With the eventful 2014 over, Godwin Anyebe takes a look at how Nigerians fared economically.
Nigerians across various sectoral bodies entered the year with great expectations. With the centenary celebration and this year’s election gathering momentum, Nigerians foresaw a robust business opportunity earlier in the year which will at the end translate to job creation and of course reduce the challenges of unemployment. To this end, public servants, civil servants, private organisations among others prepared for a juicy economic year.
By year end however, nothing seemed to have changed in terms of how the average citizen fared. Nonetheless, some developments gave positive signal that at a point the economic would bring good fortune. News about GDP that rose to $510 billion following the reclassification of the base year from 1990 to 2010 would also serve as a booster for further economic activities. The development saw the size of the Nigeria’s economy leap by 11 steps to become the 26th largest economy in the world ahead of South Africa’s which had held sway as the continent’s frontline economy hitherto.
Economic Confidential findings revealed that towards the end of first quarter, aside from the new investors who have indicated interest to invest in the emerging economy, major multinationals concluded plan to increase their investment. Unilever Nigeria Limited, PZ Cussons, Promasidor and Nestle Nigeria Plc have jacked up their investments in preparation for more marketing activities
Unemployment according to the International Labour Organisation (ILO) is among the biggest threats to social stability in many countries including Nigeria, putting the global rate at 12.6% (ILO, 2012). When compared with her counterparts in the continent, Nigeria’s unemployment crisis is more serious. Finding revealed that South Africa’s unemployment rate is currently standing at about 22%, and in Ghana is about 14 percent by 2010.
With reports putting Nigeria’s unemployment rate at about 24 percent; and 60 per cent of the country’s population being youths, the reality is that there are at least 130 million young people in the country. A statistics has it that half of the 174 million Nigerians are 14 years old and below. Youth unemployment rate is over 50 percent; about 64 million Nigeria youths are unemployed. For a nation without social safety nets like welfare or unemployment stipend, these 64 million Nigerians live each day looking to survive by all means necessary including involvements in violent criminal acts that constantly threaten the security of the populace.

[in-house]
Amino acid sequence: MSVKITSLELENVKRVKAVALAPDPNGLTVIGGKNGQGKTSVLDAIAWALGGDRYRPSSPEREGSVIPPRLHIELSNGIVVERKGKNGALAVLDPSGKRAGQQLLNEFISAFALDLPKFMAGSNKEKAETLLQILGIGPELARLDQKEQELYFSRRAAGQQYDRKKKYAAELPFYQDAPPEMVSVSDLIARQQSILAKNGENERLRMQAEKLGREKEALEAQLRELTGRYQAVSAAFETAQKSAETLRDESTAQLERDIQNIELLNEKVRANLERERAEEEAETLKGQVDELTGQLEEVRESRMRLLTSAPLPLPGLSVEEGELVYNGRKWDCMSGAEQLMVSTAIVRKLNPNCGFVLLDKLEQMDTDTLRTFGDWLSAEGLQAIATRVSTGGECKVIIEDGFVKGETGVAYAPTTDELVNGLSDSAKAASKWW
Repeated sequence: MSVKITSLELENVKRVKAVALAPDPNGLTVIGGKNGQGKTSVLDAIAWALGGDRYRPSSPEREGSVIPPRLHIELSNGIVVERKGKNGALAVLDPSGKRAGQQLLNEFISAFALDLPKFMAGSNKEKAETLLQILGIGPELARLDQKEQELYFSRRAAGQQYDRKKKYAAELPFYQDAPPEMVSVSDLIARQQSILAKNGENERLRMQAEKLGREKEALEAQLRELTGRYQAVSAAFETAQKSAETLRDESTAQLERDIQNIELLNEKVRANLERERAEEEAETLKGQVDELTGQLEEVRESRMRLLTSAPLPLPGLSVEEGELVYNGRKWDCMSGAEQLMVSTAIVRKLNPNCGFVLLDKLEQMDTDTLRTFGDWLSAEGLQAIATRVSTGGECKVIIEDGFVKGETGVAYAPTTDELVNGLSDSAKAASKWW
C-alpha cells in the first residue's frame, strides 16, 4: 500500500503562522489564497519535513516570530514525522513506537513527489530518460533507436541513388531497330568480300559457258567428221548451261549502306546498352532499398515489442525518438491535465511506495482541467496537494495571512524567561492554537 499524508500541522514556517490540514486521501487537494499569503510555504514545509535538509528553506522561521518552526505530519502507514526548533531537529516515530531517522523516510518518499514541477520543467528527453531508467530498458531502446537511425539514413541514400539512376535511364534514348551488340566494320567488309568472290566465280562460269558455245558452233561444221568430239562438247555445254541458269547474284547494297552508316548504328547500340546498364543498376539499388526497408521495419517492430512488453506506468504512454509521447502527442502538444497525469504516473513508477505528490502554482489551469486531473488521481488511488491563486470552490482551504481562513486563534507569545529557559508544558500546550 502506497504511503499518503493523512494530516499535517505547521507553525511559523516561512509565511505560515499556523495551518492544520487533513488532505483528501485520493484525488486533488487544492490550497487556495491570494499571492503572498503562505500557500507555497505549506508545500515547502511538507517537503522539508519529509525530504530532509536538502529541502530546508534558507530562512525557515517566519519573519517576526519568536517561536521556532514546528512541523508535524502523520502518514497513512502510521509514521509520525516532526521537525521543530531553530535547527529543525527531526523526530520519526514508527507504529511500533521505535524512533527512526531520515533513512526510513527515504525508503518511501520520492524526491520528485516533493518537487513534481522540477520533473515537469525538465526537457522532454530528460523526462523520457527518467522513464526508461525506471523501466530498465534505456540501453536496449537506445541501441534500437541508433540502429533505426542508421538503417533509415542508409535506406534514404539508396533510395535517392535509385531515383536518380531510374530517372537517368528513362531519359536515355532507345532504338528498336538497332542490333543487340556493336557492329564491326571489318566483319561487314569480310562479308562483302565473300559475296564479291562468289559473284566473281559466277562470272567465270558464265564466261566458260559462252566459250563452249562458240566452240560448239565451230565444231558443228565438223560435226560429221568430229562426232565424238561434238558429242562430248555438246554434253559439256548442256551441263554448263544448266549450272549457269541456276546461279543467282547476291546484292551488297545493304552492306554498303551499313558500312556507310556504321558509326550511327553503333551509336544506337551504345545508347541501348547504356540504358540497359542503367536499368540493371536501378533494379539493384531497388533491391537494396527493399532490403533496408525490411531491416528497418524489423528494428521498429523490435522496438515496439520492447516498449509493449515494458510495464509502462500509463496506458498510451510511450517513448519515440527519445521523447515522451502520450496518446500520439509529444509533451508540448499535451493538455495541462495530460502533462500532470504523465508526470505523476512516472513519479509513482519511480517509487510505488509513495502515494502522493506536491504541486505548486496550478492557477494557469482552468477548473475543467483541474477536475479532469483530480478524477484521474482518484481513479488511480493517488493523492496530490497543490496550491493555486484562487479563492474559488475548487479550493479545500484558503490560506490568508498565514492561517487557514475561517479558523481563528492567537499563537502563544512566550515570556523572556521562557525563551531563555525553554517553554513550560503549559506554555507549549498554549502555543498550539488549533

The National Bureau of Statistics, (NBS) released job creation figures for the first half of the year showing that the economy created 500,224 jobs. According to the report, in the first quarter (Q1), the formal sector recorded 76,018 new jobs; informal recorded 158,894 new jobs, while the public sector recorded 5,959 new jobs. Total new jobs in Q1 of 2014 was 240,871, representing a decrease by 10.3 per cent from the previous Q, which recorded 265,702 jobs and lower than the 431,021 jobs created in the corresponding Q in 2013.
Electricity is known to be the nerve of any economy. Understanding this fact, nations that crave for growth and development put electricity at the heart of planning and strategy. But the case is not the same in Nigeria with the nation’s electricity sector in an epileptic state for more than a decade now.
The claim has been that government has made several attempts to resuscitate the electricity without tangible result. The October 2013 handover of unbundled power companies to private investors raised popular hope for much improved electricity supply but the situation remained much the same by end of 2014.
During the year, military and security forces continued to battle insecurity with little success. Armed robbery, kidnapping, communal disputes, terrorism, among others are some challenges that confronted.
The most important function of government is protection of lives and properties but many Nigerians believe that their government has failed in this responsibility.
A bit of consolation is the fact that terrorism is a current global phenomenon and proving rather intractable to manage and so, Nigerians commend effort of their troops to combat terrorists especially in parts of the north.